Not that it has anything to do with injury, mind. It’s a word of presaging, of first signs, more like a bringer or an advance singer, or a herald. One of “The Forerunners,” as George Herbert says of grey hairs:
The harbingers are come. See, see their mark: White is their color, and behold my head. But must they have my brain? Must they dispark Those sparkling notions, which therein were bred?
A harbinger is sent before to help, and also a sign of things to come. Like this blue stapler I bought at Staples.
This is not to say that red-winged blackbirds (or robins, or nightingales, which Anne Finch called “sweet harbinger of spring”), as auspicious as they may be, are making the arrangements for spring. I mean, they could be the season’s John the Baptist, a messenger singing “prepare ye the way,” but they’re not really booking the hotel for spring to arrive, they’re just getting their rooms first, so to speak. Setting up the branch offices, you know.
But originally a harbinger was exactly the person who booked the rooms. Or, before that, the person who provided the rooms. The sense of ‘forerunner’ or ‘first sign’ was in place by the mid-1500s, but the sense of ‘person sent ahead to get lodgings for a royal party, army, etc.’ (as in the office of Knight Harbinger) was around at the time of Chaucer (that’s late 1300s), and the sense of ‘host, harbourer, innkeeper’ was in place in English by the late 1100s.
But, let’s be fair, the word wasn’t harbinger until after Chaucer’s time. Chaucer’s spelling was herbergeour. It came from Old French herbergere, which traces to Proto-West Germanic *harjabergu (‘army camp, shelter’). The modern French word is hébergeur; related words include Italian albergo and English harbour.
So how did that n get there? I’m tempted to say it was sent on ahead to prepare the way for the g. And in a way, that’s true, just as in passenger (one who has passage), messenger (one who carries a message), porringer (a dish for porridge), and a few other words. It’s what is technically called an “intrusive n”; it’s a pre-nasalization before g, not just when it sounds as “j” but also, for example, in nightingale. It cropped up in the passage from French to English in the late Middle Ages, probably under Norman influence.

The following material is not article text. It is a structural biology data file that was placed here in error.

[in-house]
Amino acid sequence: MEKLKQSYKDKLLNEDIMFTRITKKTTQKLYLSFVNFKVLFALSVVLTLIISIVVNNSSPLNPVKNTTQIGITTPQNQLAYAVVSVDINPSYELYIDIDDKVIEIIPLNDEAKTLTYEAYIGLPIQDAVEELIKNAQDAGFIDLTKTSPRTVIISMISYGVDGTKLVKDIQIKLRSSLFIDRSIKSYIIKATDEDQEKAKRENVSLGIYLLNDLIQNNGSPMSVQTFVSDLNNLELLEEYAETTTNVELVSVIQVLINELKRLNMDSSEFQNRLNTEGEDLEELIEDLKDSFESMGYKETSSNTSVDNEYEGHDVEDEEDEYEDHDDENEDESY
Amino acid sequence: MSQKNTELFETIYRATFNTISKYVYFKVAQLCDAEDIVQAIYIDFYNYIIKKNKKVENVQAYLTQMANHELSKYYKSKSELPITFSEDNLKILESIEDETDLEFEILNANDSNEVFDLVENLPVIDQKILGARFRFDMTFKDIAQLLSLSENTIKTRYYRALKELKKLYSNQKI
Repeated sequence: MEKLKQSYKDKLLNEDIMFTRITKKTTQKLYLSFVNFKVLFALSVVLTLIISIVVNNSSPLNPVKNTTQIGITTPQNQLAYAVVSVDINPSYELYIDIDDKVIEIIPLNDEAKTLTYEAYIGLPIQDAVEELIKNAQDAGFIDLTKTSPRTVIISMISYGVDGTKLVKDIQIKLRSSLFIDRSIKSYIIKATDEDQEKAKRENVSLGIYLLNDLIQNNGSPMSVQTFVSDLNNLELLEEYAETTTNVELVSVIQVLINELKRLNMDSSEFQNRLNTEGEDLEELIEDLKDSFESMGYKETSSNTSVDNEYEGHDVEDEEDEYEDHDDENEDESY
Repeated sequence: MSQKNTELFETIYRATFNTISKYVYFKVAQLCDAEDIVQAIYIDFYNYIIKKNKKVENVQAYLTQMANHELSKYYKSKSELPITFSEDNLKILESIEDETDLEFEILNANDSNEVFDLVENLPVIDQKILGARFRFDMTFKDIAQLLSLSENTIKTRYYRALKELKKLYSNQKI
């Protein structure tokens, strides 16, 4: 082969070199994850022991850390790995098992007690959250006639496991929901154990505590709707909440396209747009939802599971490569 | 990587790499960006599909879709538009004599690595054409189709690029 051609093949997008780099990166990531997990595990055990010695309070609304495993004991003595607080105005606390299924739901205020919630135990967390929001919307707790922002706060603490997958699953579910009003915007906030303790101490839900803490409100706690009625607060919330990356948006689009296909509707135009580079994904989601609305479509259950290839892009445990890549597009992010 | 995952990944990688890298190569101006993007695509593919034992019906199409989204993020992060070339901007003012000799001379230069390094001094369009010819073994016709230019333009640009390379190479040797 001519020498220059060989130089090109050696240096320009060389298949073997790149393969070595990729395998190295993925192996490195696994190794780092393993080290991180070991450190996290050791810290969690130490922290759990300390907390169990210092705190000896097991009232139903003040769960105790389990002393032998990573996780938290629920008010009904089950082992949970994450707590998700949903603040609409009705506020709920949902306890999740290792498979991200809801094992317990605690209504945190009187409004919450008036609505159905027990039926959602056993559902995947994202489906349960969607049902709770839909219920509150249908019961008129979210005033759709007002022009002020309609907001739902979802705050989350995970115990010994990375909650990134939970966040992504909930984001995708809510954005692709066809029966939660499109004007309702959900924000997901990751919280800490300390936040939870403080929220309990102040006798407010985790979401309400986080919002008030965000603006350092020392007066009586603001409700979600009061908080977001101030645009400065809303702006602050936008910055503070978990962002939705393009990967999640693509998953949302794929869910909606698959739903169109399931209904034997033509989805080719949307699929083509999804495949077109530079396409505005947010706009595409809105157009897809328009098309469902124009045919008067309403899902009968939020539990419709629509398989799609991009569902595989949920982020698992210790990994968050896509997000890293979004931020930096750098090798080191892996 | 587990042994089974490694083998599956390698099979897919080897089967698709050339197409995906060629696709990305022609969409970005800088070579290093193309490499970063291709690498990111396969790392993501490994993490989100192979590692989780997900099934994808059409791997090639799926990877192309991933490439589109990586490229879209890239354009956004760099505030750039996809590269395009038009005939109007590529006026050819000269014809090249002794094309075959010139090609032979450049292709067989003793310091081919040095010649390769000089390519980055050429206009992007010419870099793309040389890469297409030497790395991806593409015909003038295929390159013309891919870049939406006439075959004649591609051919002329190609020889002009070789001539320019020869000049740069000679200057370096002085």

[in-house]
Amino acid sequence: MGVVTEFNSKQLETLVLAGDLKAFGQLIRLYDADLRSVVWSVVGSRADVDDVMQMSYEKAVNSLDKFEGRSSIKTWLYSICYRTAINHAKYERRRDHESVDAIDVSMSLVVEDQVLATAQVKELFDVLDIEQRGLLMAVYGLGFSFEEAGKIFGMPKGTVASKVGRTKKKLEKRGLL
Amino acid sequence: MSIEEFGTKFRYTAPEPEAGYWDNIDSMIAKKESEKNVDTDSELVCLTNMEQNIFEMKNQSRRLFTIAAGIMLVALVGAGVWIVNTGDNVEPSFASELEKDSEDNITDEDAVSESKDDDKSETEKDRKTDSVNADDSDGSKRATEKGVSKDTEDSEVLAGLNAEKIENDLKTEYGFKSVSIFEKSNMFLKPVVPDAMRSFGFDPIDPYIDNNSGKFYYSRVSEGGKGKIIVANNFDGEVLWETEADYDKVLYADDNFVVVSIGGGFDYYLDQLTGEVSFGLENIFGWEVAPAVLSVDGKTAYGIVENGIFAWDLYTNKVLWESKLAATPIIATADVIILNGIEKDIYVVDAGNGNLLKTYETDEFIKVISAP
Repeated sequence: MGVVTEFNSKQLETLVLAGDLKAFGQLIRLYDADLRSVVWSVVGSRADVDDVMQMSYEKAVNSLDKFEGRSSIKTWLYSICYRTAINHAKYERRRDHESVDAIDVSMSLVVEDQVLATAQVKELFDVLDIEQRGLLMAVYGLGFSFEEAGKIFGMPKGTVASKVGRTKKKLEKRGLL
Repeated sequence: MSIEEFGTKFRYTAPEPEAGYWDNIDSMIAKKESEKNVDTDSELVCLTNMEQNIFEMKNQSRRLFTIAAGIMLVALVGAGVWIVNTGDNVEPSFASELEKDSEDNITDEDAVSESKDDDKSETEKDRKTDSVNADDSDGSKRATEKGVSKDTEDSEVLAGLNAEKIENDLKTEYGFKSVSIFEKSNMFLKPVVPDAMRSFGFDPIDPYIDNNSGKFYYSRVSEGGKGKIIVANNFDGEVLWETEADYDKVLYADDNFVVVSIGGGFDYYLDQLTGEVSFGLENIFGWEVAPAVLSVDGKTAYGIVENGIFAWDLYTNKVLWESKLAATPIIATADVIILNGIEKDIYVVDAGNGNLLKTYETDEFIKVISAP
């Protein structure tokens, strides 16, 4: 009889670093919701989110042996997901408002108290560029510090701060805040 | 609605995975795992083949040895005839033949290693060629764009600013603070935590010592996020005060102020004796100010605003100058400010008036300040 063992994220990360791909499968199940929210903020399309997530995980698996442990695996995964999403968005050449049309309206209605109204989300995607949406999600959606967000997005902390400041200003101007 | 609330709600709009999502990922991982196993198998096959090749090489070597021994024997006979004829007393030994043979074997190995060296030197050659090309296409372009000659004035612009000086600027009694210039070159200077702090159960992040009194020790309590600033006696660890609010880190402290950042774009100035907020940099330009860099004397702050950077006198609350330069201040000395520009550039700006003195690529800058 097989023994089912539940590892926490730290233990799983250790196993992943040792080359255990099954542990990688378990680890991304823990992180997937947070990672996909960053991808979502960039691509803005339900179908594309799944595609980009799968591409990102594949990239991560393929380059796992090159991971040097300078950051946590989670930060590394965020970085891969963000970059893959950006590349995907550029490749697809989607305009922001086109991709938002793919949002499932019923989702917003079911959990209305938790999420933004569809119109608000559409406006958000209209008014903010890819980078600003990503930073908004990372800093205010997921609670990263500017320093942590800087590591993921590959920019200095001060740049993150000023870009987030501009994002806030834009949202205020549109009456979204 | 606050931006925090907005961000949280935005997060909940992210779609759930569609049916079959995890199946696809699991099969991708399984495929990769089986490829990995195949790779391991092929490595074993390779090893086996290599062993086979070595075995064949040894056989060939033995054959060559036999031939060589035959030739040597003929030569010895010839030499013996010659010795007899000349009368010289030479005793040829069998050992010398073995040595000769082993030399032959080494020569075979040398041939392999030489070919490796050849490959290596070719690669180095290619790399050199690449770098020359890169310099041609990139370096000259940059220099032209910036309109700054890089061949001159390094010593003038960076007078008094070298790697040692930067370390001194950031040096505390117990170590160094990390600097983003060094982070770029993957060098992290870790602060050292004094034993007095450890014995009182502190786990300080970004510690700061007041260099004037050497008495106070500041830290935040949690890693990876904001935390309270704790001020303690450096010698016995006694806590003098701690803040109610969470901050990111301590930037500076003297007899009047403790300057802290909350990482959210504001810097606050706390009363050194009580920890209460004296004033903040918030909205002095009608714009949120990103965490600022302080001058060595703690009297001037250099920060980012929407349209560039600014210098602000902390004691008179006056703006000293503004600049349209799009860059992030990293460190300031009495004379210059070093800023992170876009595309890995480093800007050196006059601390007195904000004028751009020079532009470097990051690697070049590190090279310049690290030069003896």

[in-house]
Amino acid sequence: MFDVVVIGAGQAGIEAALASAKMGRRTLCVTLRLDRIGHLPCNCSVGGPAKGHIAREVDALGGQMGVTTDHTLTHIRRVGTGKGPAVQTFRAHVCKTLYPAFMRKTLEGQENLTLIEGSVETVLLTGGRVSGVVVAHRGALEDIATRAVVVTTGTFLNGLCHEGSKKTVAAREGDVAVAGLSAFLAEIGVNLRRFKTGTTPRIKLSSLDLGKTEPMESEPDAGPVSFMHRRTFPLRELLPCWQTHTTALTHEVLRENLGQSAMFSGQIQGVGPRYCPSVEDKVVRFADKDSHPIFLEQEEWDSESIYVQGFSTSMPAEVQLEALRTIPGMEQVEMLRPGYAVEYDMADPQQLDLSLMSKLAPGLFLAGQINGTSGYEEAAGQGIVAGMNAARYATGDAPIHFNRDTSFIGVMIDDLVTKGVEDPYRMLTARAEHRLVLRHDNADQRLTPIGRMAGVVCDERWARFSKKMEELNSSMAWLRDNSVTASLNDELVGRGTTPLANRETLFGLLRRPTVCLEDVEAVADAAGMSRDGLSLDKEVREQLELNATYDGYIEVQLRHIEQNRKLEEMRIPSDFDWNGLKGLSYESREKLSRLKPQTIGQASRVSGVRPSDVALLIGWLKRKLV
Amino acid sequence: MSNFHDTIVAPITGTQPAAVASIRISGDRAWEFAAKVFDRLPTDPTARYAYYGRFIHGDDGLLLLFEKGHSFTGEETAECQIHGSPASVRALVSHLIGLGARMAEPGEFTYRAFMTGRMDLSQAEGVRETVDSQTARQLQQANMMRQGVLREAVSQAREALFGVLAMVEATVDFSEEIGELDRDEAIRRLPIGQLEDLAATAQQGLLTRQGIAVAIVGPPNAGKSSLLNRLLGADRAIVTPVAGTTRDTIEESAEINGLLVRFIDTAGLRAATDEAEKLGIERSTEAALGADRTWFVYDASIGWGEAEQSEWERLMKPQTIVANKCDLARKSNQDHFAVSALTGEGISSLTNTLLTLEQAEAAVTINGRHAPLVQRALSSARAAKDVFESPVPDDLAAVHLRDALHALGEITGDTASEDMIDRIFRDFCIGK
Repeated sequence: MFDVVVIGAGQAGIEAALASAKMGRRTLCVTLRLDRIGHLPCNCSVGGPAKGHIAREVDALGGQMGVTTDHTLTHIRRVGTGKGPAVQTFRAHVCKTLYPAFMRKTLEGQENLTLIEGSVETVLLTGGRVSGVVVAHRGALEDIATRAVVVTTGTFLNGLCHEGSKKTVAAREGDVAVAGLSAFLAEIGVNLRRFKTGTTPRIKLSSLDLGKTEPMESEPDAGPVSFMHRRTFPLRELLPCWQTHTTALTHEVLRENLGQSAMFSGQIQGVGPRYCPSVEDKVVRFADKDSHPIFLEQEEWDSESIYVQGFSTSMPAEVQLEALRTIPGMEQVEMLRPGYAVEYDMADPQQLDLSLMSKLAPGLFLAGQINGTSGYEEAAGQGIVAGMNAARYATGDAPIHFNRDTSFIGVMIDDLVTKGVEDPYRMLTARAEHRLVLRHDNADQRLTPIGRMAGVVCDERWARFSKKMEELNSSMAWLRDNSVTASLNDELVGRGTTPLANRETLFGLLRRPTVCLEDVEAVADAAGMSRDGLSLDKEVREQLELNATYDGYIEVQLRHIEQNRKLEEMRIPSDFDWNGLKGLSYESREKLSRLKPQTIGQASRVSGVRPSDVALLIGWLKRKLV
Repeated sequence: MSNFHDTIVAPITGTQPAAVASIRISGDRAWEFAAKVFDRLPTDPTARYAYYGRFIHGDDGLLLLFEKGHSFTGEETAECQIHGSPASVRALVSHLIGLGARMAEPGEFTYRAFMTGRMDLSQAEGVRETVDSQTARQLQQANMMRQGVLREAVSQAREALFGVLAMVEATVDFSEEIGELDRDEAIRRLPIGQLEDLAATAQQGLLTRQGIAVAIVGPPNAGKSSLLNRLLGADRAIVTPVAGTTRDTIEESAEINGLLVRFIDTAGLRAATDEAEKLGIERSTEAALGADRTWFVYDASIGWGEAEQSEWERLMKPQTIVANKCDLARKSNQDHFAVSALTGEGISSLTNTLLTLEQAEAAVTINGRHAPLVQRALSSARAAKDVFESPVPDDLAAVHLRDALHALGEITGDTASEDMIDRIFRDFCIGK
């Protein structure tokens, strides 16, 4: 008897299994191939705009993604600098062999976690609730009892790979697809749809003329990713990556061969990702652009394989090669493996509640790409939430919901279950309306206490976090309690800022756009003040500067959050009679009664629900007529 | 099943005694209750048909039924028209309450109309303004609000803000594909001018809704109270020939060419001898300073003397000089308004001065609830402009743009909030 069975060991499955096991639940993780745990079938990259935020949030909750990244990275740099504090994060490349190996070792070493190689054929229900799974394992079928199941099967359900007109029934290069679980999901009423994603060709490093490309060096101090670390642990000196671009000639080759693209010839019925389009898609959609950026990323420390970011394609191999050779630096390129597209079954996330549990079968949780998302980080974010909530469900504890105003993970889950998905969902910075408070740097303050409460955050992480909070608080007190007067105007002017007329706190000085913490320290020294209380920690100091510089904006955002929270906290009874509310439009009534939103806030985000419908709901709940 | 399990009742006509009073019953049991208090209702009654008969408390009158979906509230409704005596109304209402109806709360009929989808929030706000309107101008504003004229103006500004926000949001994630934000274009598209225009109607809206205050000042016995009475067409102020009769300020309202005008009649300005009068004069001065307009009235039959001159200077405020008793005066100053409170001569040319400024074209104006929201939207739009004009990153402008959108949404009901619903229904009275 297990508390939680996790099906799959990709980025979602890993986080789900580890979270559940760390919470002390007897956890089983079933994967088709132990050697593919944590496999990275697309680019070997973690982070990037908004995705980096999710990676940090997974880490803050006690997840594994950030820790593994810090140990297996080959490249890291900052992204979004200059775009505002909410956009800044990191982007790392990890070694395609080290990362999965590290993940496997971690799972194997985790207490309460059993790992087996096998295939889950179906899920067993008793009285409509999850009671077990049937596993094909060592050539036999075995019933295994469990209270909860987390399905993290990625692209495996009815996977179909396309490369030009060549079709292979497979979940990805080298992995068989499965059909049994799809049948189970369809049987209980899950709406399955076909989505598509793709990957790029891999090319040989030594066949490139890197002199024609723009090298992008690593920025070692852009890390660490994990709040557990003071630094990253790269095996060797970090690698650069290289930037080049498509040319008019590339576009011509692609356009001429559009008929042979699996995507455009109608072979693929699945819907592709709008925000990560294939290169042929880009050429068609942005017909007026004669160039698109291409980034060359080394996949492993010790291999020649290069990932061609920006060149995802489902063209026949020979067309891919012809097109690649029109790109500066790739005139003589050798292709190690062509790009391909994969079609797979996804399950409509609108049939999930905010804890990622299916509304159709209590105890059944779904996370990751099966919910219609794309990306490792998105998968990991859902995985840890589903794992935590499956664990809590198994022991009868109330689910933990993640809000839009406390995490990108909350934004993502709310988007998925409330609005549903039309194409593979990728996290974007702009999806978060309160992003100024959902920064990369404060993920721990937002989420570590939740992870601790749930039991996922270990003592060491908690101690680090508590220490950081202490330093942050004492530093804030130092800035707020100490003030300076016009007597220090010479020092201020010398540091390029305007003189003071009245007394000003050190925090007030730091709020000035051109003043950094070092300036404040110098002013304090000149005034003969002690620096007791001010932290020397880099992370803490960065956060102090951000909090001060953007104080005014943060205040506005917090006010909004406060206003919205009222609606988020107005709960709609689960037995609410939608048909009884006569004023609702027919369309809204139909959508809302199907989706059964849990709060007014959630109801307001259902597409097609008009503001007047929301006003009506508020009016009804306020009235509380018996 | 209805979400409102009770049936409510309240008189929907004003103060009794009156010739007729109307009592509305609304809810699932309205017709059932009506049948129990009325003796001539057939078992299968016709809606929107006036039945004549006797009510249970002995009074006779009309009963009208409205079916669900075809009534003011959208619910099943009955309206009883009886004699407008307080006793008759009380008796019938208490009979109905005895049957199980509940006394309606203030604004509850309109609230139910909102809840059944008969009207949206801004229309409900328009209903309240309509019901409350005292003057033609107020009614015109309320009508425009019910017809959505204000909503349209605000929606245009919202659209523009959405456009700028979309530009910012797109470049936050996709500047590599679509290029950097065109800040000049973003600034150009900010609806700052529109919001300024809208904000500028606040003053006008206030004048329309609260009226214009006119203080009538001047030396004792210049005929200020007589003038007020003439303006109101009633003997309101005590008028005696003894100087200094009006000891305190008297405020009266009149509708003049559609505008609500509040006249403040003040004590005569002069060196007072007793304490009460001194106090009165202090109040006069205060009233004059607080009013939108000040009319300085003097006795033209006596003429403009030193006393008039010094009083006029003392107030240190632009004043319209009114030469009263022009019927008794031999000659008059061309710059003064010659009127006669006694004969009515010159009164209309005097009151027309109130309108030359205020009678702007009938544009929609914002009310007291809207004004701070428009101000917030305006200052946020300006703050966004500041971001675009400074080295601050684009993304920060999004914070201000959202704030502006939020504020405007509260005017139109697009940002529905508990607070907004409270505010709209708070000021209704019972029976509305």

Still, I prefer to see the n as not mere passenger but indeed messenger, harbinger, setting the mouth ready for the g that comes next. Without it, the sound would be that much more abrupt. Just like a spring that simply shows up one day. Which, admittedly, does seem to happen in Toronto.
You might wonder that it’s mid-May and I’m still talking about signs of spring. But I’m in Canada. And even though I’m in the deep south of Canada, we’re a place that freezes. In fact, there’s some question as to whether it’s truly spring yet. Yes, the patios are open at the bars across the street, but the hockey playoff games on their televisions give the lie to it. Not because it’s hockey – they play that until almost the start of summer – but because tonight they were showing the Maple Leafs versus the Panthers (not the Redwings, though that would be apposite), and the Leafs, on the edge of being dislodged, didn’t lose. And, as Torontonians have seen every year of my life, you know it’s spring when the Leafs are out.
“It was quite the imbroglio,” said Maury, twirling his tagliatelle around his fork.
I took a sip of my wine, an engaging Aglianico from Puglia. “And how did your family become embroiled in it?” I was playing on imbroglio and embroil, which are in fact etymologically related: they both trace to French brouiller ‘confuse, scramble, blur’ (imbroglio by way of the Italian borrowing broglio ‘intrigue, confusion, entanglement’, embroil by way of French embrouiller). Brouiller in turn comes from Latin brodium ‘broth, stew, mixture’, which is also related to English broth and broil – the broil of the cooking kind.